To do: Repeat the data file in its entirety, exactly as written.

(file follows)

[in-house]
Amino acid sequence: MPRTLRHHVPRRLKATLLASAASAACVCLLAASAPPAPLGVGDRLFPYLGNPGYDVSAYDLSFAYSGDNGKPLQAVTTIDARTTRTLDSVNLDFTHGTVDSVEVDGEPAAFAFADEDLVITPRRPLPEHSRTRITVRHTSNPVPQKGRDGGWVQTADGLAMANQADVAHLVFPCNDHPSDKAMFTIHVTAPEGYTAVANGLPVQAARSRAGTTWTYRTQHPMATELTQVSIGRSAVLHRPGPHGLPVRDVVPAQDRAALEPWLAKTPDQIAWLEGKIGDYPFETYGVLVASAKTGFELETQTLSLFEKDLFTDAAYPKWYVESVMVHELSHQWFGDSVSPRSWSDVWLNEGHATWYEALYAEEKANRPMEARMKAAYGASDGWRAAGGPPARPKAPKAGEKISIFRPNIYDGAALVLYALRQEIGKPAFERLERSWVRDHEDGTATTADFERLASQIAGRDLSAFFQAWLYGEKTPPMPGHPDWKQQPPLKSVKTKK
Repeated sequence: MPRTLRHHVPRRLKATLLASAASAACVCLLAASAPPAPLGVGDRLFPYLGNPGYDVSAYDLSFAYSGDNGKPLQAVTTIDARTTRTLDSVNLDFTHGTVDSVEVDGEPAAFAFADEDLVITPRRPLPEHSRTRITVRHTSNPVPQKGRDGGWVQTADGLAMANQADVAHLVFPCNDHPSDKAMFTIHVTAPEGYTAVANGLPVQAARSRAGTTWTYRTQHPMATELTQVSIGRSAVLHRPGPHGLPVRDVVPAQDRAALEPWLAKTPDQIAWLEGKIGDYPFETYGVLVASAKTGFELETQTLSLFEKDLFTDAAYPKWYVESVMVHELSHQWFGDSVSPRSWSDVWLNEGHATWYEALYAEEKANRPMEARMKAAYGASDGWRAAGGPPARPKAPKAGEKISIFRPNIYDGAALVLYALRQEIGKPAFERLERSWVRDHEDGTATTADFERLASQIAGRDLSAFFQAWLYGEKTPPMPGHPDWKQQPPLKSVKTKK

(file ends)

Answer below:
[in-house]
Amino acid sequence: MPRTLRHHVPRRLKATLLASAASAACVCLLAASAPPAPLGVGDRLFPYLGNPGYDVSAYDLSFAYSGDNGKPLQAVTTIDARTTRTLDSVNLDFTHGTVDSVEVDGEPAAFAFADEDLVITPRRPLPEHSRTRITVRHTSNPVPQKGRDGGWVQTADGLAMANQADVAHLVFPCNDHPSDKAMFTIHVTAPEGYTAVANGLPVQAARSRAGTTWTYRTQHPMATELTQVSIGRSAVLHRPGPHGLPVRDVVPAQDRAALEPWLAKTPDQIAWLEGKIGDYPFETYGVLVASAKTGFELETQTLSLFEKDLFTDAAYPKWYVESVMVHELSHQWFGDSVSPRSWSDVWLNEGHATWYEALYAEEKANRPMEARMKAAYGASDGWRAAGGPPARPKAPKAGEKISIFRPNIYDGAALVLYALRQEIGKPAFERLERSWVRDHEDGTATTADFERLASQIAGRDLSAFFQAWLYGEKTPPMPGHPDWKQQPPLKSVKTKK
Repeated sequence: MPRTLRHHVPRRLKATLLASAASAACVCLLAASAPPAPLGVGDRLFPYLGNPGYDVSAYDLSFAYSGDNGKPLQAVTTIDARTTRTLDSVNLDFTHGTVDSVEVDGEPAAFAFADEDLVITPRRPLPEHSRTRITVRHTSNPVPQKGRDGGWVQTADGLAMANQADVAHLVFPCNDHPSDKAMFTIHVTAPEGYTAVANGLPVQAARSRAGTTWTYRTQHPMATELTQVSIGRSAVLHRPGPHGLPVRDVVPAQDRAALEPWLAKTPDQIAWLEGKIGDYPFETYGVLVASAKTGFELETQTLSLFEKDLFTDAAYPKWYVESVMVHELSHQWFGDSVSPRSWSDVWLNEGHATWYEALYAEEKANRPMEARMKAAYGASDGWRAAGGPPARPKAPKAGEKISIFRPNIYDGAALVLYALRQEIGKPAFERLERSWVRDHEDGTATTADFERLASQIAGRDLSAFFQAWLYGEKTPPMPGHPDWKQQPPLKSVKTKK